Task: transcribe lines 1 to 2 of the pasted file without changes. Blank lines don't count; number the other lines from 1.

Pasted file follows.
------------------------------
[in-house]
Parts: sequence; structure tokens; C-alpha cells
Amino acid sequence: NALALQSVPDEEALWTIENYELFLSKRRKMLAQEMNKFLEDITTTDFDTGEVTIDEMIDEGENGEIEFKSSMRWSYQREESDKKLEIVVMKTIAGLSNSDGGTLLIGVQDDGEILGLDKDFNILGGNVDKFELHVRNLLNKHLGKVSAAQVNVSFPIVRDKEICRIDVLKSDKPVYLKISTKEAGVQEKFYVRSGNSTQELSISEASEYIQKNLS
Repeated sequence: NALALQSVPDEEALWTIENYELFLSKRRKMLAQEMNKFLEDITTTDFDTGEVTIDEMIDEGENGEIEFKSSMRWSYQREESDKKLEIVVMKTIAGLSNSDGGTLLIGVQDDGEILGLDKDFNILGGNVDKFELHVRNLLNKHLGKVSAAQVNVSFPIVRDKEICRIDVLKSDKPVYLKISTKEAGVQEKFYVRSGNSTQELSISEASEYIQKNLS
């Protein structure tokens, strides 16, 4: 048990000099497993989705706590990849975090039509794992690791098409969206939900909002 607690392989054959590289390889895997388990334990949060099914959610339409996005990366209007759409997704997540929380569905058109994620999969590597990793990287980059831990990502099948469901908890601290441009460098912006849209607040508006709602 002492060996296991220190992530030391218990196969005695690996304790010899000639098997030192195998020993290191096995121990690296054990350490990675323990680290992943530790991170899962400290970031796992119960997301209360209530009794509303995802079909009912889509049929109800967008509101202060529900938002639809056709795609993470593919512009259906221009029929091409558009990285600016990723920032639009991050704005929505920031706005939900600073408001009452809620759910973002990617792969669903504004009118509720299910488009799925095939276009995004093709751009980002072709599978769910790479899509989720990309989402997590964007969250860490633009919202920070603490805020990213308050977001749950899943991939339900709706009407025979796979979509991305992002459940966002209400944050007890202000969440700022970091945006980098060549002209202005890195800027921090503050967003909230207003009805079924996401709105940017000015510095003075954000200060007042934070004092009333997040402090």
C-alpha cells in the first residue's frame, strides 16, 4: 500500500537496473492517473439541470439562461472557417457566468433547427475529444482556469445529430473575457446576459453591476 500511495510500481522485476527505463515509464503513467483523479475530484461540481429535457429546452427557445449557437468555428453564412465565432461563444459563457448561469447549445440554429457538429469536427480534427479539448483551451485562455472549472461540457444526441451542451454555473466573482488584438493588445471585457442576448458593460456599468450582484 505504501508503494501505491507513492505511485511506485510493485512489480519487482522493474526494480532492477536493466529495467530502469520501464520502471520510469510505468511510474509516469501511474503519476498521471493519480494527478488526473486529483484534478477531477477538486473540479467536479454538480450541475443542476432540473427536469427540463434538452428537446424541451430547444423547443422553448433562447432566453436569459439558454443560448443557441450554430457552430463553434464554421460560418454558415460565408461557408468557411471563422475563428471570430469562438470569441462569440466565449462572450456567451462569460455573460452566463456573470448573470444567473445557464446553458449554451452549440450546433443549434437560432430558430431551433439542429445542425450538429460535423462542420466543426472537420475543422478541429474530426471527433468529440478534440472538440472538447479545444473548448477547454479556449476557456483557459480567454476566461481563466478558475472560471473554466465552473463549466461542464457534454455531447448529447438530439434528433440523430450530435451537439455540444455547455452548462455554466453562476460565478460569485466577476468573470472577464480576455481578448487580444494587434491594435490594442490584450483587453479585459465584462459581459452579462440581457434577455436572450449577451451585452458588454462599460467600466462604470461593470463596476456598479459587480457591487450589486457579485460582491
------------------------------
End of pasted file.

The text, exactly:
[in-house]
Parts: sequence; structure tokens; C-alpha cells